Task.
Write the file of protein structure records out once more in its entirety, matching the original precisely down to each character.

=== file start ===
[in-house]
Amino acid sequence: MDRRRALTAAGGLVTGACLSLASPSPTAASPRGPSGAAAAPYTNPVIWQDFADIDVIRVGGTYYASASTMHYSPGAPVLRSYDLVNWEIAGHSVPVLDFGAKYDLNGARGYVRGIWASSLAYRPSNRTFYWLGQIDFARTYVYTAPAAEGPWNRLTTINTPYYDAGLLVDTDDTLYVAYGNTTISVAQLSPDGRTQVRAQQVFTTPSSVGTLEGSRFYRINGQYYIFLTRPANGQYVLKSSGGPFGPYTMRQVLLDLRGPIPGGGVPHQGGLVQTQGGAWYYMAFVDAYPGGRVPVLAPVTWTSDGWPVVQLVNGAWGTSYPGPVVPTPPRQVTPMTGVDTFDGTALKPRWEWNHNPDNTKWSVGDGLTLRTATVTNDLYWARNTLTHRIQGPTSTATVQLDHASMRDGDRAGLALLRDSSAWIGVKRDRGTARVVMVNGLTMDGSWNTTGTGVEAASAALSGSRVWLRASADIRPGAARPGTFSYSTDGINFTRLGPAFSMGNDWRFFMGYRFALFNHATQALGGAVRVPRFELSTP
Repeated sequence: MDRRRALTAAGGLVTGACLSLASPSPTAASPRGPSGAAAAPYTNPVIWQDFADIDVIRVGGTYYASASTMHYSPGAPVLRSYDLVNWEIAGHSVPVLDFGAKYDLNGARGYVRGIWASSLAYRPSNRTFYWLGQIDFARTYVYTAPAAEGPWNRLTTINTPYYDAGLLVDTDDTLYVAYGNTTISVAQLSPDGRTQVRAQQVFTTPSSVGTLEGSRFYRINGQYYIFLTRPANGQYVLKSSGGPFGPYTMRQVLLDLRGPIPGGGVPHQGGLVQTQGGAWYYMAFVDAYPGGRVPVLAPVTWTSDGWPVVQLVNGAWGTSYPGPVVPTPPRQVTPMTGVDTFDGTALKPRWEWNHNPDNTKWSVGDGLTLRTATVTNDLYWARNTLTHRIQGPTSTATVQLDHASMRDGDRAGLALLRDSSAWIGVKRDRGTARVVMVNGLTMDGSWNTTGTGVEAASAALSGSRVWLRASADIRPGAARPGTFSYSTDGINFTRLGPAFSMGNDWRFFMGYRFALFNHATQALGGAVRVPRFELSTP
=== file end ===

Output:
[in-house]
Amino acid sequence: MDRRRALTAAGGLVTGACLSLASPSPTAASPRGPSGAAAAPYTNPVIWQDFADIDVIRVGGTYYASASTMHYSPGAPVLRSYDLVNWEIAGHSVPVLDFGAKYDLNGARGYVRGIWASSLAYRPSNRTFYWLGQIDFARTYVYTAPAAEGPWNRLTTINTPYYDAGLLVDTDDTLYVAYGNTTISVAQLSPDGRTQVRAQQVFTTPSSVGTLEGSRFYRINGQYYIFLTRPANGQYVLKSSGGPFGPYTMRQVLLDLRGPIPGGGVPHQGGLVQTQGGAWYYMAFVDAYPGGRVPVLAPVTWTSDGWPVVQLVNGAWGTSYPGPVVPTPPRQVTPMTGVDTFDGTALKPRWEWNHNPDNTKWSVGDGLTLRTATVTNDLYWARNTLTHRIQGPTSTATVQLDHASMRDGDRAGLALLRDSSAWIGVKRDRGTARVVMVNGLTMDGSWNTTGTGVEAASAALSGSRVWLRASADIRPGAARPGTFSYSTDGINFTRLGPAFSMGNDWRFFMGYRFALFNHATQALGGAVRVPRFELSTP
Repeated sequence: MDRRRALTAAGGLVTGACLSLASPSPTAASPRGPSGAAAAPYTNPVIWQDFADIDVIRVGGTYYASASTMHYSPGAPVLRSYDLVNWEIAGHSVPVLDFGAKYDLNGARGYVRGIWASSLAYRPSNRTFYWLGQIDFARTYVYTAPAAEGPWNRLTTINTPYYDAGLLVDTDDTLYVAYGNTTISVAQLSPDGRTQVRAQQVFTTPSSVGTLEGSRFYRINGQYYIFLTRPANGQYVLKSSGGPFGPYTMRQVLLDLRGPIPGGGVPHQGGLVQTQGGAWYYMAFVDAYPGGRVPVLAPVTWTSDGWPVVQLVNGAWGTSYPGPVVPTPPRQVTPMTGVDTFDGTALKPRWEWNHNPDNTKWSVGDGLTLRTATVTNDLYWARNTLTHRIQGPTSTATVQLDHASMRDGDRAGLALLRDSSAWIGVKRDRGTARVVMVNGLTMDGSWNTTGTGVEAASAALSGSRVWLRASADIRPGAARPGTFSYSTDGINFTRLGPAFSMGNDWRFFMGYRFALFNHATQALGGAVRVPRFELSTP